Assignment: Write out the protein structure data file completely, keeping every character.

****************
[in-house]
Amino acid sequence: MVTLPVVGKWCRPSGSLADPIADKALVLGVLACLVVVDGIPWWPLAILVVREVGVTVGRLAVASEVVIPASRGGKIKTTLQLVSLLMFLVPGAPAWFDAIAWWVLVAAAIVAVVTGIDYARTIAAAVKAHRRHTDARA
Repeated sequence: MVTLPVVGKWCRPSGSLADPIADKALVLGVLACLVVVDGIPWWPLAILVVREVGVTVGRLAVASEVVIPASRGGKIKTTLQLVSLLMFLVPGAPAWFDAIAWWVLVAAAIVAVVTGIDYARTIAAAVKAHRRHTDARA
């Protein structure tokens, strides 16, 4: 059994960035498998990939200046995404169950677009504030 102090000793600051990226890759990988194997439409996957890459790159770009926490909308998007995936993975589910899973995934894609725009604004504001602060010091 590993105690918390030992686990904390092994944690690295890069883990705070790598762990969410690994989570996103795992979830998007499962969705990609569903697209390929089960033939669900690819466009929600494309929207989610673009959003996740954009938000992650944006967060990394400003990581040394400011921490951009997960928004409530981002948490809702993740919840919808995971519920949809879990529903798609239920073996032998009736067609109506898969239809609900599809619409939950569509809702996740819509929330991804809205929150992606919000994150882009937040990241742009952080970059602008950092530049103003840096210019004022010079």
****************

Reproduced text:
[in-house]
Amino acid sequence: MVTLPVVGKWCRPSGSLADPIADKALVLGVLACLVVVDGIPWWPLAILVVREVGVTVGRLAVASEVVIPASRGGKIKTTLQLVSLLMFLVPGAPAWFDAIAWWVLVAAAIVAVVTGIDYARTIAAAVKAHRRHTDARA
Repeated sequence: MVTLPVVGKWCRPSGSLADPIADKALVLGVLACLVVVDGIPWWPLAILVVREVGVTVGRLAVASEVVIPASRGGKIKTTLQLVSLLMFLVPGAPAWFDAIAWWVLVAAAIVAVVTGIDYARTIAAAVKAHRRHTDARA
């Protein structure tokens, strides 16, 4: 059994960035498998990939200046995404169950677009504030 102090000793600051990226890759990988194997439409996957890459790159770009926490909308998007995936993975589910899973995934894609725009604004504001602060010091 590993105690918390030992686990904390092994944690690295890069883990705070790598762990969410690994989570996103795992979830998007499962969705990609569903697209390929089960033939669900690819466009929600494309929207989610673009959003996740954009938000992650944006967060990394400003990581040394400011921490951009997960928004409530981002948490809702993740919840919808995971519920949809879990529903798609239920073996032998009736067609109506898969239809609900599809619409939950569509809702996740819509929330991804809205929150992606919000994150882009937040990241742009952080970059602008950092530049103003840096210019004022010079």